You can also find pizza dough at Trader Joe's. My boyfriend perfect our homemade pizza as much as we can. It is better. Yum.

Dec. 17 2008 10:54 AM
Zak from Washington Heights

I disagree with the home pizza tip. One of the problems with rental kitchens is they have lousy ovens that don't maintain heat. One of the secrets of good pizza making is having a really hot oven and most home ovens, especially crappy "HotPoint" brand rental unit ovens, don't get hot enough.

Dec. 17 2008 10:54 AM
Robert from NYC

Oh c'mon, pizza dough is so easy to make why even pay for that, they'll probably charge as much for the dough as they do for the pizza. I make my own pizza all the time, easiest thing in the world.

Dec. 17 2008 10:53 AM
James from Astoria

Go, Zora, Go! Best cook I know!

Dec. 17 2008 10:53 AM
Lonnie from Brooklyn!!!!!

Now this show has shown it's Manhattan Only focus!!!
So start simple. Maybe you should have your guest reacquaint your Central Boro listeners how to Boil Water. . . in a POT.
Manhattanites DO know what a POT is, do they?

Dec. 17 2008 10:50 AM
Peter from Flatbush, Brooklyn

Frozen chicken cutlets! I buy cutlets in bulk and brek them into serving size freezer bags. When im going to defrost the cutets (the night before)I open the bag and cover the cicken in beer, throw in a tea spoon of mustard per cutlet, garlic powder (or whole cloves). If you like spicy use Red Rooster "Sriracha" sauce insted of mustard.

I pan cook or grill the chicken and serve as a sandwich, in a salad or as a protien with some rice and beans.

Dec. 17 2008 10:28 AM
Jennifer Iserloh from Hoboken, NJ

With the growing cost of groceries, many families are concerned that feeding their family healthy meals can be a balancing game between choosing nutritious food and maintaining their budget. So why not cook your comfort favorites the skinny way and save on grocery bills in the process?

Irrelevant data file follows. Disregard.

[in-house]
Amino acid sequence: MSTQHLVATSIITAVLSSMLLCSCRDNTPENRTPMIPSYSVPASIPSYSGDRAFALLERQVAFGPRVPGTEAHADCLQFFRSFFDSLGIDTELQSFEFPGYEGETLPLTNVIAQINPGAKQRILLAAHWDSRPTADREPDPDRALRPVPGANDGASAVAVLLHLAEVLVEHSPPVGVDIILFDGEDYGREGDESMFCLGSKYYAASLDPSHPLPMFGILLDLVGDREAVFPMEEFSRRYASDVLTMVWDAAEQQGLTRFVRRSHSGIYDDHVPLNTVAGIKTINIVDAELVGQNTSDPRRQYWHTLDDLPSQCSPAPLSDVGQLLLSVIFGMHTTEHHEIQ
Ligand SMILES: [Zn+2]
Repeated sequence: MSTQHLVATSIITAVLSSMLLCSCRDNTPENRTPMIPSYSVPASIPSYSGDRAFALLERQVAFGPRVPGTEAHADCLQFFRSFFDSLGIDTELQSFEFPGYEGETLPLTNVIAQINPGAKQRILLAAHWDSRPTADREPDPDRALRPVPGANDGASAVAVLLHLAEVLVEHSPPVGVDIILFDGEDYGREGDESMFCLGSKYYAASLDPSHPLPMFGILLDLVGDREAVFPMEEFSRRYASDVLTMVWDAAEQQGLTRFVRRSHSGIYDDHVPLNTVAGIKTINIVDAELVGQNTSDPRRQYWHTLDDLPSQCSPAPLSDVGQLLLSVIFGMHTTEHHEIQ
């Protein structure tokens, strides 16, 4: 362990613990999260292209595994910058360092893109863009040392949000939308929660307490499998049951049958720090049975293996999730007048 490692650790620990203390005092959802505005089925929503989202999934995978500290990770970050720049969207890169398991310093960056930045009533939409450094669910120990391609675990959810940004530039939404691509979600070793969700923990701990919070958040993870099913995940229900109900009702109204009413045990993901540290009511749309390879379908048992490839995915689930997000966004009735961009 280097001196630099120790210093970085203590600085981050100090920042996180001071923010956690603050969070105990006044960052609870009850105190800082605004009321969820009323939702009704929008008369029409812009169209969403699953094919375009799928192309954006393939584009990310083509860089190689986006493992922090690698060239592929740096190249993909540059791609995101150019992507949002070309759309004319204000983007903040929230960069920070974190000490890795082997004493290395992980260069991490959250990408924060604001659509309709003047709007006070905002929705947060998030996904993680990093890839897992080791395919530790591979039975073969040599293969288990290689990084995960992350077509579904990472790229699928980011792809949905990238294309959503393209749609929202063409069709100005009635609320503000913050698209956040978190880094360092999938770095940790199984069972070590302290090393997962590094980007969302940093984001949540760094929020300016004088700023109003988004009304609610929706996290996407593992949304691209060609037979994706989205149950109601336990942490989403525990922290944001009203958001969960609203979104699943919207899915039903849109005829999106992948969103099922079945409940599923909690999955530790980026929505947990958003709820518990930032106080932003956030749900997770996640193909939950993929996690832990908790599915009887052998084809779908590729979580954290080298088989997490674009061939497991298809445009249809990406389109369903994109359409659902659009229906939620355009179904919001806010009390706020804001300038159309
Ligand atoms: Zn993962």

Here are three healthy budget meal recipes:

PASTA BOLOGNESE -- Everyone loves Italian and here’s an inexpensive way to feed the whole family- make it whole grain pasta and turkey for a lighter meal that still has a rich taste.

TACOS -- Make your taco meat ground turkey and add grated carrot and tomato for extra flavor and nutrition.

MAC AND CHEESE WITH CHICKEN -- Mac and Cheese doesn’t have to be dripping in fat. My secret ingredient is skim milk and reduced fat cheese - both add plenty of protein without a racking up the fat.

Dec. 17 2008 10:09 AM
BL Producer

The Simplest Omelet (a version of this will be published in Zora O’Neill’s and Tamara Reynolds's cookbook, F***ing Delicious! How to Put the Party Back in Dinner Party, coming from Penguin in fall 2009)

Finely grate a good handful of whatever cheese you like. If you have chives, or scallions, or other herbs, chop a bit of them up. Set a small skillet (cast-iron or nonstick) on the stove over high heat, and toss in 1 tablespoon or so of butter. Crack 3 eggs in a bowl and whisk with a fork--gently, and just enough to loosely combine them. Add a pinch of salt, and a little pepper if you like. When the butter in the skillet has foamed up, quickly pour in the eggs and turn the heat down to medium-high. Tilt the eggs to cover the bottom of the pan and let sit for about 5 seconds just so the bottom layer of egg sets up. With a silicone spatula or wooden spoon, quickly start jostling the eggs around--as if you're making scrambled eggs, but don't scrape all the way down to the bottom of the pan. If you do, tilt the pan to let the uncooked eggs run in to fill the hole. When the eggs are about two-thirds set (this will take less than 1 minute, even as little as 30 seconds), with just a layer of liquid on the top, take the pan off the heat and sprinkle on the cheese (and herbs, if you have) and fold the omelet in half. (You could put a lid on the pan briefly, to encourage the cheese to melt.) If you're suave, you can then tip the finished omelet straight out of the pan onto a plate; otherwise, use a spatula. Serve with your simple salad, and call it dinner.

Dec. 17 2008 10:03 AM
Peter from Flatbush, Brooklyn

What basic & cost-effective equipment should every kitchen have? If I had $150-$200 to stock my kitchen equipment, what should i get and where should i look?

Dec. 17 2008 09:53 AM